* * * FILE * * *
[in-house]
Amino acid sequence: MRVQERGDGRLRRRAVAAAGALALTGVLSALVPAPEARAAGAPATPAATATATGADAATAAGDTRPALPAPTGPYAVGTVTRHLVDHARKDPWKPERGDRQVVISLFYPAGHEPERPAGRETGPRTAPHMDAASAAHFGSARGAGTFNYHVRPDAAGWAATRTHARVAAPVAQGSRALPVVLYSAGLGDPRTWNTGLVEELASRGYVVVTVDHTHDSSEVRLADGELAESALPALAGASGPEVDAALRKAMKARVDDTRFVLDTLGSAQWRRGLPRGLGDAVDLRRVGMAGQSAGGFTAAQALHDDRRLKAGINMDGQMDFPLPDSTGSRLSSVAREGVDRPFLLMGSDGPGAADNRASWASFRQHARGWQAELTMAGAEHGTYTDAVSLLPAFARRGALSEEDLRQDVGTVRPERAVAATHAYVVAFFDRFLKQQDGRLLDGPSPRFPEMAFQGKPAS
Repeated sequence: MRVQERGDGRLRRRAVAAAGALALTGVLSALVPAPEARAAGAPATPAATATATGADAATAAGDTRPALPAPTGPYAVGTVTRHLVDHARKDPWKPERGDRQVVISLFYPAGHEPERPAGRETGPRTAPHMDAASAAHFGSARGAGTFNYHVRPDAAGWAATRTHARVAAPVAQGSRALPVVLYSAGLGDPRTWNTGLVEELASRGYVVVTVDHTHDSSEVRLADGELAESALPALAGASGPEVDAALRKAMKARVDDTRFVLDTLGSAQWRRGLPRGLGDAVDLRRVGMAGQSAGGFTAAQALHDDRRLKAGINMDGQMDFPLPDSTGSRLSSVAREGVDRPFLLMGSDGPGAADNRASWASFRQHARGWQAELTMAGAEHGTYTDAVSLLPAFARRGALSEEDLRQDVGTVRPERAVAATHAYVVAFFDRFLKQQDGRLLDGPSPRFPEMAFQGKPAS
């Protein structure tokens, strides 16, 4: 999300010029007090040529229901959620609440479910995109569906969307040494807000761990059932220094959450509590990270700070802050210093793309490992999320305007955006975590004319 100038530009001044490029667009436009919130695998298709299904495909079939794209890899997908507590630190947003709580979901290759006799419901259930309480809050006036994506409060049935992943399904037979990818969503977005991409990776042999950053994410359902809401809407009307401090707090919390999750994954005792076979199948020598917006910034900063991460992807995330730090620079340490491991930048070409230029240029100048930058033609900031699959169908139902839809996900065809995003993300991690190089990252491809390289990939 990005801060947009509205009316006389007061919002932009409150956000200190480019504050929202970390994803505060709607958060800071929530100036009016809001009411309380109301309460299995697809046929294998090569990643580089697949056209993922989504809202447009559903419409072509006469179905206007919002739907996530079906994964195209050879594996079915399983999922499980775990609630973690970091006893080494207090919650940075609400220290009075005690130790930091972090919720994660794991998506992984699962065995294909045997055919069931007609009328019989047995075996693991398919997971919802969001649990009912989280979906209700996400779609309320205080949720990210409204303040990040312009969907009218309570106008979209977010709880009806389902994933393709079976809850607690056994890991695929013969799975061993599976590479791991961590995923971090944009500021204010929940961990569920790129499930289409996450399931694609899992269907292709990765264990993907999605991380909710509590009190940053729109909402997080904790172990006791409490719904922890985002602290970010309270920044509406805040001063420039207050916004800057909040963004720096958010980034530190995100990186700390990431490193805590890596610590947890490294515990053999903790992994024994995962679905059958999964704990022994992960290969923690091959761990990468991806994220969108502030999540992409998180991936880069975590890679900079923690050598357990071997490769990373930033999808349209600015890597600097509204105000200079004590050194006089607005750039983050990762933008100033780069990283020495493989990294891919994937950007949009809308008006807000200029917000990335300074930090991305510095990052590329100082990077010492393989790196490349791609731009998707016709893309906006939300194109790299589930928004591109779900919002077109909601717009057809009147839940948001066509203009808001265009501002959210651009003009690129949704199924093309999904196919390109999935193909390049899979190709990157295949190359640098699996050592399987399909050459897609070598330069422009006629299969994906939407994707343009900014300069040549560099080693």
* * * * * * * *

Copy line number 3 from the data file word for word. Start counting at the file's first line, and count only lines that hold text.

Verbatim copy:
Repeated sequence: MRVQERGDGRLRRRAVAAAGALALTGVLSALVPAPEARAAGAPATPAATATATGADAATAAGDTRPALPAPTGPYAVGTVTRHLVDHARKDPWKPERGDRQVVISLFYPAGHEPERPAGRETGPRTAPHMDAASAAHFGSARGAGTFNYHVRPDAAGWAATRTHARVAAPVAQGSRALPVVLYSAGLGDPRTWNTGLVEELASRGYVVVTVDHTHDSSEVRLADGELAESALPALAGASGPEVDAALRKAMKARVDDTRFVLDTLGSAQWRRGLPRGLGDAVDLRRVGMAGQSAGGFTAAQALHDDRRLKAGINMDGQMDFPLPDSTGSRLSSVAREGVDRPFLLMGSDGPGAADNRASWASFRQHARGWQAELTMAGAEHGTYTDAVSLLPAFARRGALSEEDLRQDVGTVRPERAVAATHAYVVAFFDRFLKQQDGRLLDGPSPRFPEMAFQGKPAS